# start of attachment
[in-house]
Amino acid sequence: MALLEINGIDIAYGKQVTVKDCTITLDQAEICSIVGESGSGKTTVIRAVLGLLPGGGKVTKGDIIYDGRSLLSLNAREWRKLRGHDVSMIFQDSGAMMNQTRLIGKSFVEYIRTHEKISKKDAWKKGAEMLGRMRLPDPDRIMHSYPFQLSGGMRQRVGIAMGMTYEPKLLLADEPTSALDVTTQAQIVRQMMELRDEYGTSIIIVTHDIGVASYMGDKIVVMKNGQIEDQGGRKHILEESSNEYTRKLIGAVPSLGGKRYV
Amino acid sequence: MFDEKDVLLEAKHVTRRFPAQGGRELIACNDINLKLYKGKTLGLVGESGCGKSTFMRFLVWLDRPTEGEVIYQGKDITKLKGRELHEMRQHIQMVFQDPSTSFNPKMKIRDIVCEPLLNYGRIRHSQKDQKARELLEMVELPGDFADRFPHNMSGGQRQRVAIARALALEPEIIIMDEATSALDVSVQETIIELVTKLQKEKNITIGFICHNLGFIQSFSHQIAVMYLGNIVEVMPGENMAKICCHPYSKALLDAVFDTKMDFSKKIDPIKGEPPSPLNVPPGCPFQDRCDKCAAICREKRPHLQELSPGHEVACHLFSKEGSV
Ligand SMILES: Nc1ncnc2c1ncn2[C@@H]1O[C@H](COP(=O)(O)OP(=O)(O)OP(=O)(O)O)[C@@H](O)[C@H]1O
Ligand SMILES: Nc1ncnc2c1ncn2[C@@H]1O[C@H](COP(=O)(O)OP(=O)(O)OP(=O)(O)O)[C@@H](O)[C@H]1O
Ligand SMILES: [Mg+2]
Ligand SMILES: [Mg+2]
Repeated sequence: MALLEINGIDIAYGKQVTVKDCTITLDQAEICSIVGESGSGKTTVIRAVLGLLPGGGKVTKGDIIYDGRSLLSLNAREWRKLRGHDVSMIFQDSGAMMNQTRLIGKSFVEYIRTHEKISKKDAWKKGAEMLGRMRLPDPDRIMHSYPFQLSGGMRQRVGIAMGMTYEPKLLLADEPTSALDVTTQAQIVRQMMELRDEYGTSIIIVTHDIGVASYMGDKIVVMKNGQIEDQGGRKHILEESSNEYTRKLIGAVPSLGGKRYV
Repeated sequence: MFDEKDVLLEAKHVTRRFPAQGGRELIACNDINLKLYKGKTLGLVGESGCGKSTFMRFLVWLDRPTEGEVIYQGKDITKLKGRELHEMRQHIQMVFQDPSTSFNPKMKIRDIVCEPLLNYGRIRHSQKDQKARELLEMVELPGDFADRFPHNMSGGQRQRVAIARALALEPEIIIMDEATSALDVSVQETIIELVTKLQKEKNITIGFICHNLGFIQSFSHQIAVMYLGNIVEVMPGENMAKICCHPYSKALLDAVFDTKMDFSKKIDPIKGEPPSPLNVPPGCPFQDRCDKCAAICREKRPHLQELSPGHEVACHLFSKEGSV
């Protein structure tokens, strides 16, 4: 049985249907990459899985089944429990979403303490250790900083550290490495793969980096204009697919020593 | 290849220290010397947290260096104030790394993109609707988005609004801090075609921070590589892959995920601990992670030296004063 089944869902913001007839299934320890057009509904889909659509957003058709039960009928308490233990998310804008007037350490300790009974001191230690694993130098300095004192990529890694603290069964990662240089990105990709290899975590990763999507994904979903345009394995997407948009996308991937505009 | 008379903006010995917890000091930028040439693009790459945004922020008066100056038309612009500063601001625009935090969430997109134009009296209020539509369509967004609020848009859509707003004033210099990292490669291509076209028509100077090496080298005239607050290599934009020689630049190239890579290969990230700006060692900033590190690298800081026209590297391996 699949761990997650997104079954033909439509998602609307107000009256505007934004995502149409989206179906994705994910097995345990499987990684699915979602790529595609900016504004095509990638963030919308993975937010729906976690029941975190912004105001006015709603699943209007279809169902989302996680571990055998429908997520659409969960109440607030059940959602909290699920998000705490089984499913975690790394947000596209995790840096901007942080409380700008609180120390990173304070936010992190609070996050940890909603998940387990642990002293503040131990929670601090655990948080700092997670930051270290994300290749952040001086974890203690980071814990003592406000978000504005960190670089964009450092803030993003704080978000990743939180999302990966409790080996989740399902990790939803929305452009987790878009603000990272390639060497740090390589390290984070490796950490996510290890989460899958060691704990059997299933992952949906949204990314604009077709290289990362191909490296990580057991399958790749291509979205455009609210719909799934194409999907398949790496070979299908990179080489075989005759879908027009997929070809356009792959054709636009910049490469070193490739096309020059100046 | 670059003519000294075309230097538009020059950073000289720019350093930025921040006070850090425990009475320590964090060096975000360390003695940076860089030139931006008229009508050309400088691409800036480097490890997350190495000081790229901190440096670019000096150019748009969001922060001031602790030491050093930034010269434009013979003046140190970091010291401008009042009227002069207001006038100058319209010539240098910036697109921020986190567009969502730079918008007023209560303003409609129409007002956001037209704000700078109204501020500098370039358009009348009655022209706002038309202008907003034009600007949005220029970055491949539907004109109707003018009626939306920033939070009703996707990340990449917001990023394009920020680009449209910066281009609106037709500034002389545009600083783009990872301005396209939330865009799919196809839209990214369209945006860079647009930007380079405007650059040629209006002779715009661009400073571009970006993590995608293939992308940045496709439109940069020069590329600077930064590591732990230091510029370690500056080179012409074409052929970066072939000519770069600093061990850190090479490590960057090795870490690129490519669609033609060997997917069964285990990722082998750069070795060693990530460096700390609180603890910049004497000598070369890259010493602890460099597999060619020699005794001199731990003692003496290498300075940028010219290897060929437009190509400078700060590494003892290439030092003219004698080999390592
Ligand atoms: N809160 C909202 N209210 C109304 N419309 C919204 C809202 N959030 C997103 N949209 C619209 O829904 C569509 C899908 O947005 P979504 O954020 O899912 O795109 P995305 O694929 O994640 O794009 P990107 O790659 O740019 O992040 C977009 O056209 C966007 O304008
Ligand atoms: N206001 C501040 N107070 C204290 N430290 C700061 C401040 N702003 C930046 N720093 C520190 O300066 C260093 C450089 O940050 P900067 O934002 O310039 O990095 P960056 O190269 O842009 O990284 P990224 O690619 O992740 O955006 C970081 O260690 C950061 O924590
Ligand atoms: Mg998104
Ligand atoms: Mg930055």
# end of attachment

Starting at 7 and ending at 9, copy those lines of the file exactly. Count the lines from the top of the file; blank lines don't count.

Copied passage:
Ligand SMILES: [Mg+2]
Repeated sequence: MALLEINGIDIAYGKQVTVKDCTITLDQAEICSIVGESGSGKTTVIRAVLGLLPGGGKVTKGDIIYDGRSLLSLNAREWRKLRGHDVSMIFQDSGAMMNQTRLIGKSFVEYIRTHEKISKKDAWKKGAEMLGRMRLPDPDRIMHSYPFQLSGGMRQRVGIAMGMTYEPKLLLADEPTSALDVTTQAQIVRQMMELRDEYGTSIIIVTHDIGVASYMGDKIVVMKNGQIEDQGGRKHILEESSNEYTRKLIGAVPSLGGKRYV
Repeated sequence: MFDEKDVLLEAKHVTRRFPAQGGRELIACNDINLKLYKGKTLGLVGESGCGKSTFMRFLVWLDRPTEGEVIYQGKDITKLKGRELHEMRQHIQMVFQDPSTSFNPKMKIRDIVCEPLLNYGRIRHSQKDQKARELLEMVELPGDFADRFPHNMSGGQRQRVAIARALALEPEIIIMDEATSALDVSVQETIIELVTKLQKEKNITIGFICHNLGFIQSFSHQIAVMYLGNIVEVMPGENMAKICCHPYSKALLDAVFDTKMDFSKKIDPIKGEPPSPLNVPPGCPFQDRCDKCAAICREKRPHLQELSPGHEVACHLFSKEGSV